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What Can Babies Teach Us About Making Robots?

February 15, 2018.

How long before robots take their mastery of games like chess or go and generalize to other arenas of engagement on Earth? Some scientists, namely developmental roboticists, explore the underlying mechanisms which could allow lifelong, open-ended learning, similar to learning found in humans. Robot’s ability to learn from their own experience holds the key to their eventual realization of intelligence which surpasses humans.

One emerging theory about learning in humans posits that active learning involves comparing our expectations about the world to the actual world as we experience it. Learning itself can be considered a simple update of our expectations about the world to match the reality of experience as it unfolds. Expectations about the world are a vital component to how humans manage to survive and learn. For robots to have the correct expectations and be able to generate new expectations on-the-fly, they have to be able to learn to build expectations from scratch. Is there a better model system of an active learner than the human infant?

One initial attempt at creating baby-like robots, in order to explore how we might program open-ended learning into machines, was conducted by Dr. Pierre-Yves Oudeyer, a former computer research scientist for Sony, now the director of the Ensta-ParisTech FLOWERS team in France. This study attempted to test a model of learning that functions, in a way, by monitoring its own learning progress. If a task was too hard, the robots would not pursue the task. If the task was too easy, the robot recognized the activity’s futility. If, however, the task was intermediately difficult and the robot could monitor its own learning progress, the robot would continue engaging with the activity. The robot could monitor its own ability to build better expectations about the outcomes of its own engagement with a task. Perhaps, by utilizing the framework outlined by Oudeyer for self-organization in learning (papers found here, and here), we could begin to scale the open-endedness of learning in embodied machines up to human levels and beyond.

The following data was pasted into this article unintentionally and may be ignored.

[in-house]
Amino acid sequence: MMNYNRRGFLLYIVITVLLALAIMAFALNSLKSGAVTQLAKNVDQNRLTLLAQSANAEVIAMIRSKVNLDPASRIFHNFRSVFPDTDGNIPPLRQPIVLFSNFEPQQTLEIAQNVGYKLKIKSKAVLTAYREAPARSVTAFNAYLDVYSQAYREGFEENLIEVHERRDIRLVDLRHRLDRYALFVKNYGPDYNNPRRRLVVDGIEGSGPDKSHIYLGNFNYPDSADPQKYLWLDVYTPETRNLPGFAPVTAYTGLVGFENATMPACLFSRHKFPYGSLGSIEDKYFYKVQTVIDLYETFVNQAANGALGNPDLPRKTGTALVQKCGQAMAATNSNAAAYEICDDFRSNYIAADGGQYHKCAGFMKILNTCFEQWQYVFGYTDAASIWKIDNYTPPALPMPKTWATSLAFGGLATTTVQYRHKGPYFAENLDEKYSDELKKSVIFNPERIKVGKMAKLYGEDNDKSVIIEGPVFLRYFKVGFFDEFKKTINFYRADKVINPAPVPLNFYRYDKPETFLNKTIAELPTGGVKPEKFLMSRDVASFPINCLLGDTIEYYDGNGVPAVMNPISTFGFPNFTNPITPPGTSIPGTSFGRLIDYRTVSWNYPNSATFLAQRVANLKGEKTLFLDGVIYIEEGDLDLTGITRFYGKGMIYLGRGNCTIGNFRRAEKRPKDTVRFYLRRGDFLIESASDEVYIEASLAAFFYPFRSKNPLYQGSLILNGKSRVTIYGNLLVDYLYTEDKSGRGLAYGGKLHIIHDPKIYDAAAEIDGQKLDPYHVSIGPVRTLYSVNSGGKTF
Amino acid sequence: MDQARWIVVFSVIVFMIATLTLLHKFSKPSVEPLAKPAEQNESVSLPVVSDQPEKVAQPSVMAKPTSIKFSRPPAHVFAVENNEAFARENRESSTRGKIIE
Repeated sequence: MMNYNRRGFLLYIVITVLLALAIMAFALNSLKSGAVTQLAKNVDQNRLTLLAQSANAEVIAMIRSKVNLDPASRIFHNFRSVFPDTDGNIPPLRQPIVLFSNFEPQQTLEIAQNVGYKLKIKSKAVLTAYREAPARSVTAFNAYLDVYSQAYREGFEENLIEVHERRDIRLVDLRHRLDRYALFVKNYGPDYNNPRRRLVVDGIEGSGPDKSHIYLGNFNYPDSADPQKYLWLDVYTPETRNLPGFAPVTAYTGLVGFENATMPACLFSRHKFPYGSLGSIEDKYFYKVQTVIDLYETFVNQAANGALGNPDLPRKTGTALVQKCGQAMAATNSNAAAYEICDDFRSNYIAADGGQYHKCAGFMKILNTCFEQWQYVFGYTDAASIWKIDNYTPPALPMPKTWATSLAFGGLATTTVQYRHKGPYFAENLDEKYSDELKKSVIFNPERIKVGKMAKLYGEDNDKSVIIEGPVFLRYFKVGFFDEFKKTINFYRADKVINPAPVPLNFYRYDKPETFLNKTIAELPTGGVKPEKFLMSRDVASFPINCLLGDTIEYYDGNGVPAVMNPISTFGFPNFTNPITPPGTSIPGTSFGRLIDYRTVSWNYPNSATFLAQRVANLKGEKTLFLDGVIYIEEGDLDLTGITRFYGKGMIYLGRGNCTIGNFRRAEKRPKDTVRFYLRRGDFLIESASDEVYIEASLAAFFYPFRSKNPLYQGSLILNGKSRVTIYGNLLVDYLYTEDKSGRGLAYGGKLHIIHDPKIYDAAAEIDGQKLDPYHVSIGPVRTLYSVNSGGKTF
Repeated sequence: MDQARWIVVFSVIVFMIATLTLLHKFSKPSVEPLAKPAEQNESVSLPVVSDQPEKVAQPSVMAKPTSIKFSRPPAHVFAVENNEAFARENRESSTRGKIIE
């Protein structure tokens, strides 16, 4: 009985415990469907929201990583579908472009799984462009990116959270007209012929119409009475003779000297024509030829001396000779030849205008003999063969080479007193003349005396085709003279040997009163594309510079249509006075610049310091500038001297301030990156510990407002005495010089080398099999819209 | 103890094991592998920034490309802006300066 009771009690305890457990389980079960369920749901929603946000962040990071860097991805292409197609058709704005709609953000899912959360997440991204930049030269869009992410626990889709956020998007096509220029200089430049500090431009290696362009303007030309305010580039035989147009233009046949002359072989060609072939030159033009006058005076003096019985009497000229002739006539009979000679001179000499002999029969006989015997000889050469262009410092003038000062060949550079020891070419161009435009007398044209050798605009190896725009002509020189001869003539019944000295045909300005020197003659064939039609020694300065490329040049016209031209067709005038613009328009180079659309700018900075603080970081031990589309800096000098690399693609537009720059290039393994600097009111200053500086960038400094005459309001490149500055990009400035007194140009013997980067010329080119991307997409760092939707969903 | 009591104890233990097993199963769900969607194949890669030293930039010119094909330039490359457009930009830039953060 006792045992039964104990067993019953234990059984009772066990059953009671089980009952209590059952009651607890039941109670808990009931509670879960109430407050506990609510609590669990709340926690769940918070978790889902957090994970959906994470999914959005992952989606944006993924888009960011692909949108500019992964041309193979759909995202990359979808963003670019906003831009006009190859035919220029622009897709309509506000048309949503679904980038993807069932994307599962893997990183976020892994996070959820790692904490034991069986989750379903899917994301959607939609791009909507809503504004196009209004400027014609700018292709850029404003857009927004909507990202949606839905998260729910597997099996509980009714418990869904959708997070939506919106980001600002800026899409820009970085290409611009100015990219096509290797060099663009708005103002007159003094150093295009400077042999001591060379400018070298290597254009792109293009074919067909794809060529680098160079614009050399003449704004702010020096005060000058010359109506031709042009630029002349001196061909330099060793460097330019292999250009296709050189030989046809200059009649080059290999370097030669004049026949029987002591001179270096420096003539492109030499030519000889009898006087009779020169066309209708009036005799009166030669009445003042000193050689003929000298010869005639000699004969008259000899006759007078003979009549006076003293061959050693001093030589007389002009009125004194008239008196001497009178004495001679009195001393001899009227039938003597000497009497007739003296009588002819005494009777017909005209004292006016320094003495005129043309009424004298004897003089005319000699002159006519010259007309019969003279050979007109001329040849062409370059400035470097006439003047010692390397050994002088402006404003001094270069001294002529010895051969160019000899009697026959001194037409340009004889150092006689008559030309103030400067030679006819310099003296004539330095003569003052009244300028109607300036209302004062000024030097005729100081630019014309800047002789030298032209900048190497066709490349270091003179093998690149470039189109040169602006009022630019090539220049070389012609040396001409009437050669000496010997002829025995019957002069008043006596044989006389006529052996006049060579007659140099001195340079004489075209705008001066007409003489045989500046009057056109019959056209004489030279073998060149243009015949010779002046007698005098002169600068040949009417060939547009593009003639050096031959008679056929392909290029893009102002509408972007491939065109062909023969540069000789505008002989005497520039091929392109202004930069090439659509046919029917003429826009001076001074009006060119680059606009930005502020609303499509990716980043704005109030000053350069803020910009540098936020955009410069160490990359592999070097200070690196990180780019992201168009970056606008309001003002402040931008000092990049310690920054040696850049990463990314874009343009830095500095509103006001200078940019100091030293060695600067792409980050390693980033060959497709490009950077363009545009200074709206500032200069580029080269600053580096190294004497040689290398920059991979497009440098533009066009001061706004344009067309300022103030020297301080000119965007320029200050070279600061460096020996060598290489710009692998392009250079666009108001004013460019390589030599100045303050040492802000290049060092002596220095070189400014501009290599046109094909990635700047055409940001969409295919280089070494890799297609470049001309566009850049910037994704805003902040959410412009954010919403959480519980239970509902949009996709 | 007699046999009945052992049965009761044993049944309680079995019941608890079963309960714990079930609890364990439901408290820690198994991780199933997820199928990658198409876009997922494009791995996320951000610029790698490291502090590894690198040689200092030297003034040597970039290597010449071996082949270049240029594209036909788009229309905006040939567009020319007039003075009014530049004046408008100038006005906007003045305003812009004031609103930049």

Steven Elmlinger, Psychology
Steven is interested in how perceptual intelligence (or lack thereof) gives rise to learning about an agent’s environment. His main focus is on the role of parent-child interaction in the communicative development of human infants.

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